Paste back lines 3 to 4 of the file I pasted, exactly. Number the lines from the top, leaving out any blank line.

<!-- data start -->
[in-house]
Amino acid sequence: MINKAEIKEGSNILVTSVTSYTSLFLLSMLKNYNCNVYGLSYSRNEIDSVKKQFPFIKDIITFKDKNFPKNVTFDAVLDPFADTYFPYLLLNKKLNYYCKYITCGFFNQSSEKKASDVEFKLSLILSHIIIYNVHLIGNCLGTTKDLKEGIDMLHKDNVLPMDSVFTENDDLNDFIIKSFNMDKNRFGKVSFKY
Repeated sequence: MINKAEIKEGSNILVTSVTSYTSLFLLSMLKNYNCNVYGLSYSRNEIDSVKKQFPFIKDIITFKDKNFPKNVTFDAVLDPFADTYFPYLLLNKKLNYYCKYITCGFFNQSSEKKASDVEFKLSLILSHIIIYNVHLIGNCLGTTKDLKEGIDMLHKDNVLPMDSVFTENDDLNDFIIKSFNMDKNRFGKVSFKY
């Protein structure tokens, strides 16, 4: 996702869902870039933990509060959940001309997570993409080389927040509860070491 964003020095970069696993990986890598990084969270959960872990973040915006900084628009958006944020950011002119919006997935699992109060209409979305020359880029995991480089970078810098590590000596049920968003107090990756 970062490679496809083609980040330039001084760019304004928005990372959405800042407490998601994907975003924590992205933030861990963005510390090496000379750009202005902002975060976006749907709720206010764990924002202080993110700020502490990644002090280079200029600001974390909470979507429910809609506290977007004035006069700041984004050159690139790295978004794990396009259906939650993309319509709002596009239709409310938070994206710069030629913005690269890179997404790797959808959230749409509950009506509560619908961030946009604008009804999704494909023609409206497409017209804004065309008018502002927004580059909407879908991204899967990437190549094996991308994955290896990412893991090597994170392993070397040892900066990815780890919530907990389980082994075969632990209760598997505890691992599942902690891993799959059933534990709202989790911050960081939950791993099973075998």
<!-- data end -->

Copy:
Repeated sequence: MINKAEIKEGSNILVTSVTSYTSLFLLSMLKNYNCNVYGLSYSRNEIDSVKKQFPFIKDIITFKDKNFPKNVTFDAVLDPFADTYFPYLLLNKKLNYYCKYITCGFFNQSSEKKASDVEFKLSLILSHIIIYNVHLIGNCLGTTKDLKEGIDMLHKDNVLPMDSVFTENDDLNDFIIKSFNMDKNRFGKVSFKY
């Protein structure tokens, strides 16, 4: 996702869902870039933990509060959940001309997570993409080389927040509860070491 964003020095970069696993990986890598990084969270959960872990973040915006900084628009958006944020950011002119919006997935699992109060209409979305020359880029995991480089970078810098590590000596049920968003107090990756 970062490679496809083609980040330039001084760019304004928005990372959405800042407490998601994907975003924590992205933030861990963005510390090496000379750009202005902002975060976006749907709720206010764990924002202080993110700020502490990644002090280079200029600001974390909470979507429910809609506290977007004035006069700041984004050159690139790295978004794990396009259906939650993309319509709002596009239709409310938070994206710069030629913005690269890179997404790797959808959230749409509950009506509560619908961030946009604008009804999704494909023609409206497409017209804004065309008018502002927004580059909407879908991204899967990437190549094996991308994955290896990412893991090597994170392993070397040892900066990815780890919530907990389980082994075969632990209760598997505890691992599942902690891993799959059933534990709202989790911050960081939950791993099973075998």